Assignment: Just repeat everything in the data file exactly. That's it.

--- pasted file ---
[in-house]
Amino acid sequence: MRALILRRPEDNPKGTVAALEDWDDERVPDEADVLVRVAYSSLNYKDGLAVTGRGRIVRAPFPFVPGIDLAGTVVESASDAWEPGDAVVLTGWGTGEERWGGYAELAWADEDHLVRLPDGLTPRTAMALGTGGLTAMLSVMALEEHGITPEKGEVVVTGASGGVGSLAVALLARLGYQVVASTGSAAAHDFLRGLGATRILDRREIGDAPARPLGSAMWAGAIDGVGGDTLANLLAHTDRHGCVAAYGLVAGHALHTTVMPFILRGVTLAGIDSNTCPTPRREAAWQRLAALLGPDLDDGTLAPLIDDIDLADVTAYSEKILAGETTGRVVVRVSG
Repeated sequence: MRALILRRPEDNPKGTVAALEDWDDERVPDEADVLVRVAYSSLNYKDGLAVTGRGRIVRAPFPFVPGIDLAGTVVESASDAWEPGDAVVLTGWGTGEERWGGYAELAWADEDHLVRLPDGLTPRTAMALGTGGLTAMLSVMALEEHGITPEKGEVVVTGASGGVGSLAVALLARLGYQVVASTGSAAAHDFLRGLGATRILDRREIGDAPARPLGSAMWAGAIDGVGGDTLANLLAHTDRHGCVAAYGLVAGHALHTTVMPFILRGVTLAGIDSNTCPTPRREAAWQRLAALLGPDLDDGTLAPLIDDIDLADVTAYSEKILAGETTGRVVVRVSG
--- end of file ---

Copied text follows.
[in-house]
Amino acid sequence: MRALILRRPEDNPKGTVAALEDWDDERVPDEADVLVRVAYSSLNYKDGLAVTGRGRIVRAPFPFVPGIDLAGTVVESASDAWEPGDAVVLTGWGTGEERWGGYAELAWADEDHLVRLPDGLTPRTAMALGTGGLTAMLSVMALEEHGITPEKGEVVVTGASGGVGSLAVALLARLGYQVVASTGSAAAHDFLRGLGATRILDRREIGDAPARPLGSAMWAGAIDGVGGDTLANLLAHTDRHGCVAAYGLVAGHALHTTVMPFILRGVTLAGIDSNTCPTPRREAAWQRLAALLGPDLDDGTLAPLIDDIDLADVTAYSEKILAGETTGRVVVRVSG
Repeated sequence: MRALILRRPEDNPKGTVAALEDWDDERVPDEADVLVRVAYSSLNYKDGLAVTGRGRIVRAPFPFVPGIDLAGTVVESASDAWEPGDAVVLTGWGTGEERWGGYAELAWADEDHLVRLPDGLTPRTAMALGTGGLTAMLSVMALEEHGITPEKGEVVVTGASGGVGSLAVALLARLGYQVVASTGSAAAHDFLRGLGATRILDRREIGDAPARPLGSAMWAGAIDGVGGDTLANLLAHTDRHGCVAAYGLVAGHALHTTVMPFILRGVTLAGIDSNTCPTPRREAAWQRLAALLGPDLDDGTLAPLIDDIDLADVTAYSEKILAGETTGRVVVRVSG